Archive for the ‘hamburg’ Category

trophy watch: golubev propelled, chakvetadze returns, goerges’s first, fish extends streak

July 26, 2010

Andrey Golubev has made history by being the first player from Kazakhstan to win a title. He upset the 15th-ranked (and 2010 Roland Garros semifinalist) Jurgen Melzer 6-3, 7-5 in the final of the German Open in Hamburg.

The thirty pounds Mardy Fish lost in the last year certainly came in handy in winning the Atlanta Tennis Championships final against marathon man John Isner. The score: 4-6, 6-4, 7-6 (7-4). Props to him for upsetting top seed Andy Roddick in the semis and overcoming local fave Robby Ginepri in the second round. Fish also won last week’s HoF tourney in Newport — he’s looking good for the Open!

Chakky’s baaack! Former top-fiver Anna Chakvetadze bagged her first title since 2008 by taking out Sweden’s Johanna Larsson 6-1, 6-2 in the final of the Slovenia Open.

Julia Goerges beat Timea Bacsinszky 6-1, 6-4 to win her first career singles title at the Gastein Ladies in Austria. Goerges has had a good couple of weeks; she also made it to the semis of the Palermo tournament before losing to top seed Pennetta.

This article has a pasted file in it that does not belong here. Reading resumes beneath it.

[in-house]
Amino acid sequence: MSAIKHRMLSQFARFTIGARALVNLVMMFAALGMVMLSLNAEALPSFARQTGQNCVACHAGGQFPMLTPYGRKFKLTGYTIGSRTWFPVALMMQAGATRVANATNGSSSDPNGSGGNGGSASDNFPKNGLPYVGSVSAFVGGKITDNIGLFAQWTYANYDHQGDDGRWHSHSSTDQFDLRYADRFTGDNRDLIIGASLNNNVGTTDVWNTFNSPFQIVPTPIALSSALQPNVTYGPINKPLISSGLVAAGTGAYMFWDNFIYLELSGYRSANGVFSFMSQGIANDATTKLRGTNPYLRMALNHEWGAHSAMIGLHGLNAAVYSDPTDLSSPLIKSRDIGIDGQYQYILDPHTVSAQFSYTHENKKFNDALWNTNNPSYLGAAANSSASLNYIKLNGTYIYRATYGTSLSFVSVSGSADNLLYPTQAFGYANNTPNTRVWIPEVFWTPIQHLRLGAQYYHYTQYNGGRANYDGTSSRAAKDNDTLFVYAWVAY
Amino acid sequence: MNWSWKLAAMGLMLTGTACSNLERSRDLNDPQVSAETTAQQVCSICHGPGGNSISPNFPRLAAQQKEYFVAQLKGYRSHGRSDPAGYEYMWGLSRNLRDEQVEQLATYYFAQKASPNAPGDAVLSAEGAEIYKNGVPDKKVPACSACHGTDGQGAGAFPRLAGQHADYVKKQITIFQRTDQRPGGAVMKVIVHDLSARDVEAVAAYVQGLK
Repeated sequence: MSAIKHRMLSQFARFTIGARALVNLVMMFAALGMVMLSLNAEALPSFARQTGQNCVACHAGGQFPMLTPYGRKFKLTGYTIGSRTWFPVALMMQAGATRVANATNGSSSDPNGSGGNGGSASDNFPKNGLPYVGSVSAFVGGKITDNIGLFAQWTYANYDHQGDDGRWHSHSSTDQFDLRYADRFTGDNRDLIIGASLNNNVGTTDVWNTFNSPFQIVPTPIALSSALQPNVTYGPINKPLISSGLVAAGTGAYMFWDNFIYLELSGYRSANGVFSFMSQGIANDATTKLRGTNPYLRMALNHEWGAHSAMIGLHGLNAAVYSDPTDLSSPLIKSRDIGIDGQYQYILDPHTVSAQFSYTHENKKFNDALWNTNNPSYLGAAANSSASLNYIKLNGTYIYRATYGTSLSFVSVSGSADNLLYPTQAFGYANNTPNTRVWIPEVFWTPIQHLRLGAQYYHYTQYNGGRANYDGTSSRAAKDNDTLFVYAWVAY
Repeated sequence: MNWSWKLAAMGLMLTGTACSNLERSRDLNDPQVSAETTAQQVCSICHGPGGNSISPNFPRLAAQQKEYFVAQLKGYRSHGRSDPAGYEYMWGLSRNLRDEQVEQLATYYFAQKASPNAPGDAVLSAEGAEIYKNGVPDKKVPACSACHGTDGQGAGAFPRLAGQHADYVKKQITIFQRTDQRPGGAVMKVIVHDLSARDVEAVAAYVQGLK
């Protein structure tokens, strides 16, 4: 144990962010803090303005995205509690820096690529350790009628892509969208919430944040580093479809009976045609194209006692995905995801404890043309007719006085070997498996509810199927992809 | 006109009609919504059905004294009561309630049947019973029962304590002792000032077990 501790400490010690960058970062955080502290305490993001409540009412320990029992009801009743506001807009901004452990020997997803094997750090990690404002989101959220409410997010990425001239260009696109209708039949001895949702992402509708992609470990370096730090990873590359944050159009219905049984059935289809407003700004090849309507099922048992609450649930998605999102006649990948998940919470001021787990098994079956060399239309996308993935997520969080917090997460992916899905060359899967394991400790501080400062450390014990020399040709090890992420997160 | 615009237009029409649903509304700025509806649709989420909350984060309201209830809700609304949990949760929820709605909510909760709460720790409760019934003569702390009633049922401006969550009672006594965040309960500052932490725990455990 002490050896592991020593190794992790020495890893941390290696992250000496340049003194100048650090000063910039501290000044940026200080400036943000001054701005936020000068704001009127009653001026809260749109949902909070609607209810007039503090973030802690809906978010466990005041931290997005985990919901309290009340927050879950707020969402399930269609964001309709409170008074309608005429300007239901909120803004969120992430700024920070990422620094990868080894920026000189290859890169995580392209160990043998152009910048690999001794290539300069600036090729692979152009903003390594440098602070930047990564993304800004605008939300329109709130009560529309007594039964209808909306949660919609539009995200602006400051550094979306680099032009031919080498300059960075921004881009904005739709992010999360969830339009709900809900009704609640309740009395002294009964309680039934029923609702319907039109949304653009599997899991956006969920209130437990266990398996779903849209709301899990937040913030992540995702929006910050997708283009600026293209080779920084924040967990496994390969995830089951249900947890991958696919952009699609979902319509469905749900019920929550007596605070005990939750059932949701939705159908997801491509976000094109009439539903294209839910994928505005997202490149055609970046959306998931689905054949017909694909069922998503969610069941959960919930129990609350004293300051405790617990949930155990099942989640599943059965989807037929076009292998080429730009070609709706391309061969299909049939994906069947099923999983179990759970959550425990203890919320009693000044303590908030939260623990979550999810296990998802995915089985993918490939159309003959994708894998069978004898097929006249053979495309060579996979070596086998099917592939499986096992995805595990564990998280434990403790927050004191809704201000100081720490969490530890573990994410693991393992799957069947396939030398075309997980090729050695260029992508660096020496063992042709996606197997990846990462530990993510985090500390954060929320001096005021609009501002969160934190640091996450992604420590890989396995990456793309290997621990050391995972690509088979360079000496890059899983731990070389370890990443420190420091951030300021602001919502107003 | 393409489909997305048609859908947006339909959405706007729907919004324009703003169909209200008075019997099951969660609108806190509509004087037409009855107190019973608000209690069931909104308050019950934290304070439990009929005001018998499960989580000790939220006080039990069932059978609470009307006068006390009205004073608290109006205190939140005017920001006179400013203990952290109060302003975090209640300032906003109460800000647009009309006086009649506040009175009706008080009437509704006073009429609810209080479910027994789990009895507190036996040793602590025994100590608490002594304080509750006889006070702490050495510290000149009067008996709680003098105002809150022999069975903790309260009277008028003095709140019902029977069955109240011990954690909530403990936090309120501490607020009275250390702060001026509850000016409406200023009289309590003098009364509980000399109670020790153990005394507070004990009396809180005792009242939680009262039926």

(ATP images via Getty; Chakvetadze photo by Ales Fevzer; Goerges photo by Matthias Hauer/GEPA Pictures)

don’t take tennis too seriously…

April 19, 2007

….but don’t take it for granted, either.

In the middle of a serious post-match interview in Monte Carlo, Roger Federer comments on the upcoming exhibition between him and Nadal, to be played on a court that’s half-grass, half-clay.

We also enjoy playing tennis for fun for a change. It doesn’t always need to be crazy serious out on the match courts… The result is not the most important thing, it’s about having fun out there. And Mallorca, it’s a place I’ve never been to. It’s [Nadal's] home city… It’s goin to be exciting and a good atmosphere.

federer-montecarlo.jpg At a time when everyone’s filing lawsuits left and right, it’s nice to be reminded of why we were even mired in this mess to begin with. The athletes enjoy playing against each other, and it gives them the opportunity to travel and see the world. There are many things to celebrate about the sport.

Let’s all take a moment and remind ourselves that, eh?

If that’s not enough, then consider yourself lucky that you can at least participate in tennis without harm, unlike in Iraq, where athletes (including three members of the Iraqi Davis Cup team) are being killed without reason; or in Sri Lanka, where Fed Cup team had to withdraw from their tie due to terrorist threats; or in Doha and Dubai, where Shahar Peer had to go it alone simply for being Israeli.

Throw out those lawsuits! We should be content that we can play without the risk of death.

(via todd and in charge; above picture of Akram Mustafa Abdulkarim via Yahoo! Sports)

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